Wed 29 Aug 2018
It’s hard to imagine a world without the internet; it’s certainly brought many advances to how we access information and allows us to make informed decisions on important topics. That, and watch entertaining videos of cats….
The advance of conducting business via the web has also affected the process of buying or selling property and the introduction of online estate agents has triggered the question of whether to use online or high street agencies.
There might be a common misconception amongst house sellers that in this digital age, a presence online is all that’s needed to sell a house. In fact, depending on the service level that you opt for, you could find yourself conducting viewings, following up for feedback, negotiating with buyer solicitors, putting together and processing paperwork and legal documentation, all potentially whilst fitting this around full-time work. There’s more to selling a house than simply generating initial interest.
Online companies promise to revolutionise the market and there’s no denying that their existence has created healthy competition in which established high street agencies have evaluated their business offering and services provision in order to stay ahead of the game. However, there’s something to be said for an established business with multiple avenues for promoting your sale.
BBC Television show Watchdog exposed allegations towards an online estate agency which revealed the company had gotten itself in trouble with regulators, with the Advertising Standards Authority stating that the company is "likely to mislead" their customers about payment terms meaning that sellers who did not pore over the small print could find themselves out of pocket.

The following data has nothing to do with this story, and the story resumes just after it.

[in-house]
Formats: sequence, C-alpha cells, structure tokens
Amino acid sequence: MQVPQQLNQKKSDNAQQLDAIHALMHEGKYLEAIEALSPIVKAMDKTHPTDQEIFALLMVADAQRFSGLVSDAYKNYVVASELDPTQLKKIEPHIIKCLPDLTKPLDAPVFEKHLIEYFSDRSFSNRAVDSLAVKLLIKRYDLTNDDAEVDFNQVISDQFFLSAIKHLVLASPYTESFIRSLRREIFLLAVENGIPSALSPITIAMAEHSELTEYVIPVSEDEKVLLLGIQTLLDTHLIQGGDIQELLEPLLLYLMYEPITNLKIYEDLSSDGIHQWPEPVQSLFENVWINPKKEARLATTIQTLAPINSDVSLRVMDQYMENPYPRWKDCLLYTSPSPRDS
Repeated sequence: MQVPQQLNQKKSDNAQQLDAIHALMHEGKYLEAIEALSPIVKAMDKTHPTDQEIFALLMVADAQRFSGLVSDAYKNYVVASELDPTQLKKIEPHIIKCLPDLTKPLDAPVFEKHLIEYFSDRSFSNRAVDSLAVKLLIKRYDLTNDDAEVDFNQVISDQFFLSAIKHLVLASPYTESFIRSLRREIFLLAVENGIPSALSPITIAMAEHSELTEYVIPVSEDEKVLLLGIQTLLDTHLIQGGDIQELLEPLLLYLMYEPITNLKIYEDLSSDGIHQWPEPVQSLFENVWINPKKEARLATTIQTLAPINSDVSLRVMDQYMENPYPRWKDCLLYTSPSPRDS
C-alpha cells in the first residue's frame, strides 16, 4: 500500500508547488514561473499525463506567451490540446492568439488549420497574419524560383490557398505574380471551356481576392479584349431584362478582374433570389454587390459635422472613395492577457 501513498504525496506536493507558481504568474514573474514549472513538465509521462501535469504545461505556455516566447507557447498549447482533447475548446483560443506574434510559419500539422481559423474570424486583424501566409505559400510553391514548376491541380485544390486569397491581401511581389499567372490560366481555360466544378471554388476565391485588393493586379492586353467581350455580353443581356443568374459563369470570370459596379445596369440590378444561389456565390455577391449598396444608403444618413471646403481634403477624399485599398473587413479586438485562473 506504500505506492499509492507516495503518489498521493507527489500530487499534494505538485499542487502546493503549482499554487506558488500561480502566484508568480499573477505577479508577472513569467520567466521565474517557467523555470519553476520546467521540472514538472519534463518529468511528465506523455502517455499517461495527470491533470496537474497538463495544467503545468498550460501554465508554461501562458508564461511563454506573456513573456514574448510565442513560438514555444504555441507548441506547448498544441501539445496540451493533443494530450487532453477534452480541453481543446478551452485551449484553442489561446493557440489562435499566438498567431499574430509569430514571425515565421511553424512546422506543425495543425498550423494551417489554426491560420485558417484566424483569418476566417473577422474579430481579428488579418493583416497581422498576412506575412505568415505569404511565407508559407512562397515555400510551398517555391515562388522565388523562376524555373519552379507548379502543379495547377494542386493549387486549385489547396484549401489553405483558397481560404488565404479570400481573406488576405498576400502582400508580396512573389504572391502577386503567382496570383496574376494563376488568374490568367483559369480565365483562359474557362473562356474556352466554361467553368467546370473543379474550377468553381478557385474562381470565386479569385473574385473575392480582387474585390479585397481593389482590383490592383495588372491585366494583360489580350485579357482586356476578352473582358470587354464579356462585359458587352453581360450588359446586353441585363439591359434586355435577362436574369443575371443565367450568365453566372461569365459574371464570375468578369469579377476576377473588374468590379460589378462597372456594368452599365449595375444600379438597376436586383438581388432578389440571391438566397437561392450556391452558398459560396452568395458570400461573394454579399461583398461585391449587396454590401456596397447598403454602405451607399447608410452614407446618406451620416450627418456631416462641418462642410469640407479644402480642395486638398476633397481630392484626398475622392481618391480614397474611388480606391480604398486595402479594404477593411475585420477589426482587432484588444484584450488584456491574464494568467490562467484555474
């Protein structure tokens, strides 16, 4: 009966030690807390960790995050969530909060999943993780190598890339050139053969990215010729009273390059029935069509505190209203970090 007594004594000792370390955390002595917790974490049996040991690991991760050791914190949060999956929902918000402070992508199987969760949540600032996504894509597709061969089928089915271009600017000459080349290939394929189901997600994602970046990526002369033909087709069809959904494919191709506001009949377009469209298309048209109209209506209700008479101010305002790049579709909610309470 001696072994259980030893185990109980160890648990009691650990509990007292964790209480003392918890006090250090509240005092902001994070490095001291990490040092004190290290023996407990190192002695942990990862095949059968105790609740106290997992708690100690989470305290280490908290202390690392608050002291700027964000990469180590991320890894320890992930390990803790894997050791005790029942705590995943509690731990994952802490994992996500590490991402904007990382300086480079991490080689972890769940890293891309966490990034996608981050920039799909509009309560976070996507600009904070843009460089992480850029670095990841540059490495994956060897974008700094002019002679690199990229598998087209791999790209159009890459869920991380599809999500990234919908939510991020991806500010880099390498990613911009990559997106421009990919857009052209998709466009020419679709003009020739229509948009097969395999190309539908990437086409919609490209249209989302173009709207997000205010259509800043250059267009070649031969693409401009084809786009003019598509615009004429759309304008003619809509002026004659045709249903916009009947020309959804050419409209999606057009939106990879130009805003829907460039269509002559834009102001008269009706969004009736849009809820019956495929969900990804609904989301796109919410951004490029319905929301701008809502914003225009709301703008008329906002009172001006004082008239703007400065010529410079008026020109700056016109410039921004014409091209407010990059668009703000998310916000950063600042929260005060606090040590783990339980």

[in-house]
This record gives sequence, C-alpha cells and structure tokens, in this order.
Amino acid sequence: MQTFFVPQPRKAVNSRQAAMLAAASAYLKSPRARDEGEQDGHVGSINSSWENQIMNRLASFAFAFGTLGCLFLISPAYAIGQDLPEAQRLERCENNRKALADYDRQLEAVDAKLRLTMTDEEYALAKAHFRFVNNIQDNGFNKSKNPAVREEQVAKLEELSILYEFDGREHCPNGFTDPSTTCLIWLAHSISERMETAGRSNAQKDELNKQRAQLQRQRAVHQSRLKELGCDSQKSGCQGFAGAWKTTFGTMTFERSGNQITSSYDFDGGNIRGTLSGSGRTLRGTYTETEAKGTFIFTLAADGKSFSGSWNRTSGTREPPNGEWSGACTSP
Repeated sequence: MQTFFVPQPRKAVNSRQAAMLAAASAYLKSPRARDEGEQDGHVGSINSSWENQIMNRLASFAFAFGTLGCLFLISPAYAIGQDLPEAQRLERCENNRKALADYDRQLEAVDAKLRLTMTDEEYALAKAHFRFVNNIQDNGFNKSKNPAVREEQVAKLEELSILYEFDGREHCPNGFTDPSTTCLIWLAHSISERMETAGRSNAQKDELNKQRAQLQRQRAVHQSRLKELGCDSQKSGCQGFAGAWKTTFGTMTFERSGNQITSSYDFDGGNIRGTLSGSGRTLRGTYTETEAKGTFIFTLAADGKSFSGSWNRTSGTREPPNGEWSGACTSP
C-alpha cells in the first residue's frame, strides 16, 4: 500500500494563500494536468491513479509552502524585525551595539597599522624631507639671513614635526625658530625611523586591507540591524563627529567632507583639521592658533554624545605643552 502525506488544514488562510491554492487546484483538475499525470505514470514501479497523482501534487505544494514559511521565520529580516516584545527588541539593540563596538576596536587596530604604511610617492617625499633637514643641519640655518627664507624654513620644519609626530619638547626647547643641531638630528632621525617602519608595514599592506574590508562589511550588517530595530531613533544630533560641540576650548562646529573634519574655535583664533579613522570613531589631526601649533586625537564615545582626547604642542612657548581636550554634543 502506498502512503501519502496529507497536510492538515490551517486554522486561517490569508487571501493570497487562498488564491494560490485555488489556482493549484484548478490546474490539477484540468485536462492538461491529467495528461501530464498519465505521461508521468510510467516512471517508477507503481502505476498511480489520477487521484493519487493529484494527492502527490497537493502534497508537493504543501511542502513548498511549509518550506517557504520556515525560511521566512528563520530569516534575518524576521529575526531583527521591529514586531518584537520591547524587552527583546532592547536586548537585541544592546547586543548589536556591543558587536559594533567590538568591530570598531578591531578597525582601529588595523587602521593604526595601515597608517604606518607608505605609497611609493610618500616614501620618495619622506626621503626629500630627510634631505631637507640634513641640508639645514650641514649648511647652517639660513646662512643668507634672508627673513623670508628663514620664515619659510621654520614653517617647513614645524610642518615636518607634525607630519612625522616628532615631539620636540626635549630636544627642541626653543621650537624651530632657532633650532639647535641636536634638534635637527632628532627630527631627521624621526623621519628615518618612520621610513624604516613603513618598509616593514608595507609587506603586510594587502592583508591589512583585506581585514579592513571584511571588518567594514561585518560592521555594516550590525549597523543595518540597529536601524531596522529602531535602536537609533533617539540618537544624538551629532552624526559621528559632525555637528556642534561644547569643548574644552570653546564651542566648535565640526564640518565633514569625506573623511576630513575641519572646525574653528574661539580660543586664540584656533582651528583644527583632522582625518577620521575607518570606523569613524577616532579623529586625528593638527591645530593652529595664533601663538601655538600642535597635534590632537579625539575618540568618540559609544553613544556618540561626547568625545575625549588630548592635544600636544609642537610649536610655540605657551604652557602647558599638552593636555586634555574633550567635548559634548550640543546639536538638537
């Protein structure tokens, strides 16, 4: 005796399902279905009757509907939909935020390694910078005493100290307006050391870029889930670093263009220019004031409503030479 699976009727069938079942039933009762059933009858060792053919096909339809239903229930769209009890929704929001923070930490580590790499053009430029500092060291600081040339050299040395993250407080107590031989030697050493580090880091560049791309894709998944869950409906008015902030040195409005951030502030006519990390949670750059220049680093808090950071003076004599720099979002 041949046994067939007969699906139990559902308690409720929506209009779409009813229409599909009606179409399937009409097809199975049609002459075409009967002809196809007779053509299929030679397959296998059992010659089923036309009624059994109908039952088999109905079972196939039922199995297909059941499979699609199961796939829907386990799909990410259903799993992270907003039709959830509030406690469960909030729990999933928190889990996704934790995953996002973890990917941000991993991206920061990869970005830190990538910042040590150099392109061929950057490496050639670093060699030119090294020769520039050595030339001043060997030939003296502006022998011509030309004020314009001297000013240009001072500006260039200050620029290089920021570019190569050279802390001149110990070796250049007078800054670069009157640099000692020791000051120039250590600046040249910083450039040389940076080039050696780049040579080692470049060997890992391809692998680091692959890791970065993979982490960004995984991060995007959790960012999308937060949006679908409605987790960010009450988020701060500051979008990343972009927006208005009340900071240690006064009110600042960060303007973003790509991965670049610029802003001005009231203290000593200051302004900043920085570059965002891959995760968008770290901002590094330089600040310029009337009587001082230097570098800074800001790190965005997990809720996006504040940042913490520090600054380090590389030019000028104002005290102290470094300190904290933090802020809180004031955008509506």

During Watchdog's investigation, the BBC found that sellers who defer their payment over 12 months to an online company were entering a credit agreement or loan, something that the company did not tell three out of five of their sellers during the show. Essentially, this ensures the online estate agent gets paid even if the property doesn't sell. Most high street agents’ terms will be on a no sale no fee basis, meaning they only receive an agreed commission rate once they have seen the deal through to the completion which means they have a vested interest in tracking the entire process as opposed to handing over to you once a sale is agreed.
Without regular contact with an online agent, key events in the house sale process can be missed, with one example highlighted that a vendor’s purchaser had withdrawn from the deal, causing the entire chain to collapse!
High street estate agents bring the value of essential knowledge of local areas when discussing a purchaser’s requirements, whereas online agencies often use centralised call centres to deal with enquiries and requests to view which can be off-putting to potential viewers, particularly if dealing with a long-distance relocation. However, claims of someone being a ‘local property’ expert need defining as unless they are within a specific radius, they are "at risk of being in breach of Consumer Protection and Trading Regulations, and were also likely to be in breach of property Ombudsman regulations as well" said Paul Walsh (NAEA spokesman).
There are absolutely benefits to the services that online agents bring to the market but, call us biased, we’d recommend that you really do your research and make sure you read the small print regarding your responsibilities before signing up. Better yet, pop in to any of our sales offices and we’ll talk you through the services we can offer to manage the entire process for you!